Donald Jr. now says the meeting was a dud, and Veselnitskaya didn’t have the goods, but it was interesting enough that all of the participants conveniently forget to mention it at any point since then.

    Just six days after the Trump/Veselnitskaya meeting, and 12 days after the initial contact by Goldstone, while working as a reporter for Gawker, I received an email tip, including official strategy and financial documents from the Democratic Party:
    [see screenshot of email Guccifer 2.0 sent to Biddle]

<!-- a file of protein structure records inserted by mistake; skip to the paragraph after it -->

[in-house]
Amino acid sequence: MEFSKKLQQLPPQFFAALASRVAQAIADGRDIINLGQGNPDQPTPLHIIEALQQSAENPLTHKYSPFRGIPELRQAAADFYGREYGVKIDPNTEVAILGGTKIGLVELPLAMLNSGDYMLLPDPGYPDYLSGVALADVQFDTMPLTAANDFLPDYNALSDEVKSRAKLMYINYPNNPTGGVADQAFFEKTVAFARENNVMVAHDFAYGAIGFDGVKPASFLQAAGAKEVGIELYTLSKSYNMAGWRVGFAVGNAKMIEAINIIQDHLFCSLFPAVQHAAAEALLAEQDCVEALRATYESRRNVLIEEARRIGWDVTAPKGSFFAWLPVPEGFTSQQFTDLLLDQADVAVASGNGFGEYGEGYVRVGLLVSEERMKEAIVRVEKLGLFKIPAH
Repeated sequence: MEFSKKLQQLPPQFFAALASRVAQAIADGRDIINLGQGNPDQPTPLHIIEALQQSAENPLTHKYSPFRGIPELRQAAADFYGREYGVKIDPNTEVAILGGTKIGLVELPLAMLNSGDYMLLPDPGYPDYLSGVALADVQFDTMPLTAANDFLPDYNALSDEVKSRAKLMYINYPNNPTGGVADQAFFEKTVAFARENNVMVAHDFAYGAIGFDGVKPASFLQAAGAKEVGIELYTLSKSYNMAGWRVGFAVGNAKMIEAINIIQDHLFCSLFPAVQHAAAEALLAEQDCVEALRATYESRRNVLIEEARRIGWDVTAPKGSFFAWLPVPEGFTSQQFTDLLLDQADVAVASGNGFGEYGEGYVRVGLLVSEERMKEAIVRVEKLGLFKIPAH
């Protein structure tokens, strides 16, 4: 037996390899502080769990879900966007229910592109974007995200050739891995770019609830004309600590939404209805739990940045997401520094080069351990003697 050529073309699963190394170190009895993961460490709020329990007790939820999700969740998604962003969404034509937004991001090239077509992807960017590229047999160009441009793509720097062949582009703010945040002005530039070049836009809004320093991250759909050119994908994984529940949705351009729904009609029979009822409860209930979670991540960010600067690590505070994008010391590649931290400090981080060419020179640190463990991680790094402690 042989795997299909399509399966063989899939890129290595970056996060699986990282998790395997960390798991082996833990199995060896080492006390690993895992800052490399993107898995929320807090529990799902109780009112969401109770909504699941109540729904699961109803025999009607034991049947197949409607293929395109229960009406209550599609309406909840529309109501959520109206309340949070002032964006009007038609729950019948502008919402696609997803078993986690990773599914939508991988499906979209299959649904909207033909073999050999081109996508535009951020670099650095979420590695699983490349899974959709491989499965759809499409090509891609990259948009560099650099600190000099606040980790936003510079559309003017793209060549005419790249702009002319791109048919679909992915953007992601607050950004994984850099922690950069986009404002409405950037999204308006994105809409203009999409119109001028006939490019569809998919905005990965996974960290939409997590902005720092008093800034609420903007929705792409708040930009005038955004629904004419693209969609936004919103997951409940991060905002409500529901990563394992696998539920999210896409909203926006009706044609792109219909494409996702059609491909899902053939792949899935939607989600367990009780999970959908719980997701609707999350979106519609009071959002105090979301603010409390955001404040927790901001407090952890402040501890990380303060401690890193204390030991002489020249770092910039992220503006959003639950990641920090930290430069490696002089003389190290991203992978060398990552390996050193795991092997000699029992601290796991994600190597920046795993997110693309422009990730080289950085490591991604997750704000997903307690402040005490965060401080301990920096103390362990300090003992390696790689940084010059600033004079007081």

This timing is interesting for two reasons. The extreme proximity of promised Hillary-related documents and the arrival of Hillary-related documents just days later suggests Guccifer 2.0 could have been part of the plan Goldstone alluded to over email. But secondly, although the documents were surely “official” in that they originated from within the Democratic Party, no one ever found anything in them that could be considered “information that would incriminate Hillary and her dealings with Russia.” It doesn’t appear that any of the documents released by Guccifer, whether in private to reporters like myself or on the web, pertained to or referenced whatsoever any “dealings” between Clinton and Russia. Guccifer was very eager to “pitch” documents to me that he believed would be particularly damaging or newsworthy (virtually none of them were), so it stands to reason that he would have pushed the Russia/DNC angle were he in possession of documents along those lines. Guccifer mentioned Russia only a couple of times, first to deny to me that he was Russian, and secondly that “maybe russians were among” those who had hacked the DNC. So there’s nothing directly tying the contents of the Guccifer emails I (and reporters at other outlets) received to the contents Trump Jr. et al. were promised in this week’s explosive email thread.